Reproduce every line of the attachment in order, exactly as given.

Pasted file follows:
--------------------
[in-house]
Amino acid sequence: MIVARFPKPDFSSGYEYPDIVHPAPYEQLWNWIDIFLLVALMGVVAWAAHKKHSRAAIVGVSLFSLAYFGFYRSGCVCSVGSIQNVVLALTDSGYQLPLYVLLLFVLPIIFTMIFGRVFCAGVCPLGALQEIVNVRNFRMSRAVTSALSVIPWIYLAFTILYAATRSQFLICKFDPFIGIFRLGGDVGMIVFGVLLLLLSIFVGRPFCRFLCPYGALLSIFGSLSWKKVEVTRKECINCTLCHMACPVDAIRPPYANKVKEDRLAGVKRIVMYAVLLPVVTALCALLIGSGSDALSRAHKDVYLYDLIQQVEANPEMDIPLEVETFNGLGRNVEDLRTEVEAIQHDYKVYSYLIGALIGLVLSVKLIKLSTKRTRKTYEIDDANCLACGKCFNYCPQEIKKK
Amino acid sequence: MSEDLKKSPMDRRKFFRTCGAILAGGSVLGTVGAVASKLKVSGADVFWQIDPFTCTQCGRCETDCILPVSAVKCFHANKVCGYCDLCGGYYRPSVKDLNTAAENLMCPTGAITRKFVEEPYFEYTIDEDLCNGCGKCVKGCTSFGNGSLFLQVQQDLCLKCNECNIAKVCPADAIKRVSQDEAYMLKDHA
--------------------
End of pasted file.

[in-house]
Amino acid sequence: MIVARFPKPDFSSGYEYPDIVHPAPYEQLWNWIDIFLLVALMGVVAWAAHKKHSRAAIVGVSLFSLAYFGFYRSGCVCSVGSIQNVVLALTDSGYQLPLYVLLLFVLPIIFTMIFGRVFCAGVCPLGALQEIVNVRNFRMSRAVTSALSVIPWIYLAFTILYAATRSQFLICKFDPFIGIFRLGGDVGMIVFGVLLLLLSIFVGRPFCRFLCPYGALLSIFGSLSWKKVEVTRKECINCTLCHMACPVDAIRPPYANKVKEDRLAGVKRIVMYAVLLPVVTALCALLIGSGSDALSRAHKDVYLYDLIQQVEANPEMDIPLEVETFNGLGRNVEDLRTEVEAIQHDYKVYSYLIGALIGLVLSVKLIKLSTKRTRKTYEIDDANCLACGKCFNYCPQEIKKK
Amino acid sequence: MSEDLKKSPMDRRKFFRTCGAILAGGSVLGTVGAVASKLKVSGADVFWQIDPFTCTQCGRCETDCILPVSAVKCFHANKVCGYCDLCGGYYRPSVKDLNTAAENLMCPTGAITRKFVEEPYFEYTIDEDLCNGCGKCVKGCTSFGNGSLFLQVQQDLCLKCNECNIAKVCPADAIKRVSQDEAYMLKDHA